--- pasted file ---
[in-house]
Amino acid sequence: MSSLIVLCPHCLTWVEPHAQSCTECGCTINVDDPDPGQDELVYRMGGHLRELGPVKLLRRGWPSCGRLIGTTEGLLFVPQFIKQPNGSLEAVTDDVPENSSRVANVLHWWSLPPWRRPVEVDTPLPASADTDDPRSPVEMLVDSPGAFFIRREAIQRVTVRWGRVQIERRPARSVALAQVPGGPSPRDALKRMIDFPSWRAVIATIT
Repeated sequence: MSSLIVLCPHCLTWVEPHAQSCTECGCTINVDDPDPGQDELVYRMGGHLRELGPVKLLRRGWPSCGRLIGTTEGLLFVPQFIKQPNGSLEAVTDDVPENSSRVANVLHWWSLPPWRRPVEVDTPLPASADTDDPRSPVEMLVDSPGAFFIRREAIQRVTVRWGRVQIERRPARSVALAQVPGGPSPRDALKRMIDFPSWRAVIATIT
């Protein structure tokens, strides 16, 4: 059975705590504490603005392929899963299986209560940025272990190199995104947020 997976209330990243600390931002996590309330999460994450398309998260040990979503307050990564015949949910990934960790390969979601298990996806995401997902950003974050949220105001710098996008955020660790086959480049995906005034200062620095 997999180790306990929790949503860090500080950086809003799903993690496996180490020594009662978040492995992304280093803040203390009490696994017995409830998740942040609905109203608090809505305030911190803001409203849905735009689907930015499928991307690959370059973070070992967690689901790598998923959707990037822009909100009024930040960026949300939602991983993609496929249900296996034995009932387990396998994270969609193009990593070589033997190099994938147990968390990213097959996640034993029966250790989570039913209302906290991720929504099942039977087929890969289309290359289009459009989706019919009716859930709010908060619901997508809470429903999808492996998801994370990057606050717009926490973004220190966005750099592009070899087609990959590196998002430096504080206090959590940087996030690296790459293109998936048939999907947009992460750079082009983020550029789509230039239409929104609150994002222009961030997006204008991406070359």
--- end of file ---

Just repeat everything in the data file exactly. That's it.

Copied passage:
[in-house]
Amino acid sequence: MSSLIVLCPHCLTWVEPHAQSCTECGCTINVDDPDPGQDELVYRMGGHLRELGPVKLLRRGWPSCGRLIGTTEGLLFVPQFIKQPNGSLEAVTDDVPENSSRVANVLHWWSLPPWRRPVEVDTPLPASADTDDPRSPVEMLVDSPGAFFIRREAIQRVTVRWGRVQIERRPARSVALAQVPGGPSPRDALKRMIDFPSWRAVIATIT
Repeated sequence: MSSLIVLCPHCLTWVEPHAQSCTECGCTINVDDPDPGQDELVYRMGGHLRELGPVKLLRRGWPSCGRLIGTTEGLLFVPQFIKQPNGSLEAVTDDVPENSSRVANVLHWWSLPPWRRPVEVDTPLPASADTDDPRSPVEMLVDSPGAFFIRREAIQRVTVRWGRVQIERRPARSVALAQVPGGPSPRDALKRMIDFPSWRAVIATIT
């Protein structure tokens, strides 16, 4: 059975705590504490603005392929899963299986209560940025272990190199995104947020 997976209330990243600390931002996590309330999460994450398309998260040990979503307050990564015949949910990934960790390969979601298990996806995401997902950003974050949220105001710098996008955020660790086959480049995906005034200062620095 997999180790306990929790949503860090500080950086809003799903993690496996180490020594009662978040492995992304280093803040203390009490696994017995409830998740942040609905109203608090809505305030911190803001409203849905735009689907930015499928991307690959370059973070070992967690689901790598998923959707990037822009909100009024930040960026949300939602991983993609496929249900296996034995009932387990396998994270969609193009990593070589033997190099994938147990968390990213097959996640034993029966250790989570039913209302906290991720929504099942039977087929890969289309290359289009459009989706019919009716859930709010908060619901997508809470429903999808492996998801994370990057606050717009926490973004220190966005750099592009070899087609990959590196998002430096504080206090959590940087996030690296790459293109998936048939999907947009992460750079082009983020550029789509230039239409929104609150994002222009961030997006204008991406070359």